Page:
What We’ve Learned From 75+ Real People Budgets – EP 310

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Hearing people’s stories about their finances can elicit various reactions. One may think it’s unrealistic or unattainable, but hearing their stories can give us the perspective that improvements and success do not happen overnight. If you have been with us for a while now, you know that we love hearing your stories of frugality, budgeting, paying off debt, and just your financial stories! In this special episode with Allison, we talk about everything we have learned from all walks of life and their budgets. 

We can choose what we are allowing to inform us and the meaning we are attaching to it.

Sponsors:

  • Easy peasy, lemon squeezy. That’s right, pithy rhymes have quite the budget these days. Does something feel tough, overwhelming, impossible, insurmountable, or un-accomplishable? Well, forget that! Do the things that are easy! Go squeeze yourself a lemon and say “Hey, I’m good at that.” And if you want to feel good at other things, maybe even things that USED to feel difficult, like managing your own money you should buy yourself a copy of Allison’s book “Money Made Easy” because we love the easy stuff. Especially when it used to be hard stuff, and now it’s easy peasy lemon squeezy!

How To Stick To A Budget

We may find ourselves slipping up in handling our budget. This article by Inspired Budget teaches us how to be mindful of those discretionary and impulsive spending. 

What Jen + Jill have to say:

Discretionary spending tends to be impulsive or based on our emotions, so making our goals visible can help us think through before we make our purchase–this is just one of the many things Allison has learned from other people’s budgeting which even reached more than 75 budget stories. Creating and checking your calendar or list before making a budget is a great way not to forget payment due dates and make us budget wisely. You don’t have to do it alone! You can do this with your partner, friend, family, or house plant!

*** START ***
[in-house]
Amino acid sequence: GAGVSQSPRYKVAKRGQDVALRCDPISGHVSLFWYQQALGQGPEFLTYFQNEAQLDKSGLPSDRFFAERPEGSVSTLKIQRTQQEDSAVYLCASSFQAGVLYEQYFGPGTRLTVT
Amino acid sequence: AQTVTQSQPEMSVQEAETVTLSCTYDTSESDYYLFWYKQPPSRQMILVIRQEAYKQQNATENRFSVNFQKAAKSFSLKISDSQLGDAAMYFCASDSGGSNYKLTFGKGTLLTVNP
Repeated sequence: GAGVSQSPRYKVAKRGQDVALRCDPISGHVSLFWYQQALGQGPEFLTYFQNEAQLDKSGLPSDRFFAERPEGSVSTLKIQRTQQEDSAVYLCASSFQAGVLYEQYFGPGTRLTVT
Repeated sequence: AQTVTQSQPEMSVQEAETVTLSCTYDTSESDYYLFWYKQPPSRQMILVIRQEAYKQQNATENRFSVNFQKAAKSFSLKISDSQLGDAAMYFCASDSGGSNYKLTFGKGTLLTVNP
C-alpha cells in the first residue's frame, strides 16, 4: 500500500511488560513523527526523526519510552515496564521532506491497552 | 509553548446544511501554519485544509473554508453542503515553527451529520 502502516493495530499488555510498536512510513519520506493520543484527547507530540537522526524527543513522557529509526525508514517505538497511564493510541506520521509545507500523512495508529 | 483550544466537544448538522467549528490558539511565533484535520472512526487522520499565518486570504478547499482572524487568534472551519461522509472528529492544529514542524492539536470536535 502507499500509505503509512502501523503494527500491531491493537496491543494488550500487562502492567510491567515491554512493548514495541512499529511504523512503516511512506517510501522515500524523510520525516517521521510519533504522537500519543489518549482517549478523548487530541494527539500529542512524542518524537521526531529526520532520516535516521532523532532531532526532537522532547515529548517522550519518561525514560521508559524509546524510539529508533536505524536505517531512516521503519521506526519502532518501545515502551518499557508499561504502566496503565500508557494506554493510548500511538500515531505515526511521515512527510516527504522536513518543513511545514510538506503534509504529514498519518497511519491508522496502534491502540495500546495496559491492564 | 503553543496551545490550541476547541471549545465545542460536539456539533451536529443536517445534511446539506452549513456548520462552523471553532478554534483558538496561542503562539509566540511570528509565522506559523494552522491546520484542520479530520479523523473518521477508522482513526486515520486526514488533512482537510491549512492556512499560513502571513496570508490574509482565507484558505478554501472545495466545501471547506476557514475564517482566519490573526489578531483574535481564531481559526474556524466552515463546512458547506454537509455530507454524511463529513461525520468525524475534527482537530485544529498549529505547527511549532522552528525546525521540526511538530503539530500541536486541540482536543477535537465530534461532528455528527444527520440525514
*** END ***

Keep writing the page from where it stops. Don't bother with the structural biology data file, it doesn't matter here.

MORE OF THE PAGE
Stay out of the places that provide upfront temptations to spend more than you should. Allison suggests ordering online and committing to grocery shopping once a week. Jill recommends keeping a pulse on your overall finances. Also, Jill thinks tracking your spending every day can be helpful for a specific time or certain personalities, hence, assessing which works for you based on your personality and circumstances. 

Why You Need to Stop Comparing Your Finances to Other People’s

 Erin Gobler writes why we should stop comparing and improving our financial perspective. 

What Jen + Jill have to say:

One of the pitfalls of knowing the realities of other people’s budgets is the comparison trap. Jill reminds you that everyone’s money is different, and how we approach ours could also be different. We’re only seeing the best of the best–it is only the picture budget of that person’s life. It is not their physical, emotional, mental, and relations life. It is only a fraction of their life. The comparison might even push you to impulsively spend and slow your progress. Someone’s priorities now might not even be your priority.

Social media gives us so much access to other people’s lives that it highlights what we don’t have. You can reduce your time on social media and practice gratitude even for the smallest things. Allison used to have a lot of anger towards money, but this mindset has only set her back from her goals. Instead of negatively approaching money, create a better attitude towards it. Acknowledge the mistakes you have made in the past, and allow it to see yourself in a positive perspective. Reflect on your goals, values, and priorities to build a healthier relationship with yourself and your finances.

How do you reduce instances of comparing your financial situation to others?

Allison reminds herself that she only sees a partial picture of someone’s life. She understands that finances are not just about money but also about choices and family.

Similarly, Jill reminds herself of her progress in the last five years and that it’s okay to be where she is now–she’s proud of this progress. 

Bill of The Week

Thank you Elizabeth from Nashville for sharing your bill about a statement from your mortgage lender who informed you have excess in your escrow and a reduced mortgage payment!

Thanks so Much for Listening!

Thanks so much for listening! Many of you know we have a private community where we do monthly money challenges and offer accountability groups. We want to congratulate one of our members for a big win:

Weekly goals…a bit late!

I’ve been working to save some money so that I can buy the 5 lb bags of coffee at my local shop and save about $3/bag! And not run out so fast!! ☕️☕️☕️☕️☕️ DH gave me a gift card for the shop, so I’m going to be able to buy my two bags today. (I drink 1/2 caff so I get a bag of regular and a bag of decaf!).

Small differences make bigger long term wins! 💪🏼

Congrats! Thanks for listening and if you want to check out our monthly challenge community head to frugalfriendspodcast.com/club to see what challenge we have coming up next.

Keep leaving us reviews on iTunes or Stitcher, and sending the screenshot to reviews@frugalfriendspodcast.com. And don’t forget to share your favorite quote from the episode by using the hashtag #FrugalFriendsNote. 😉

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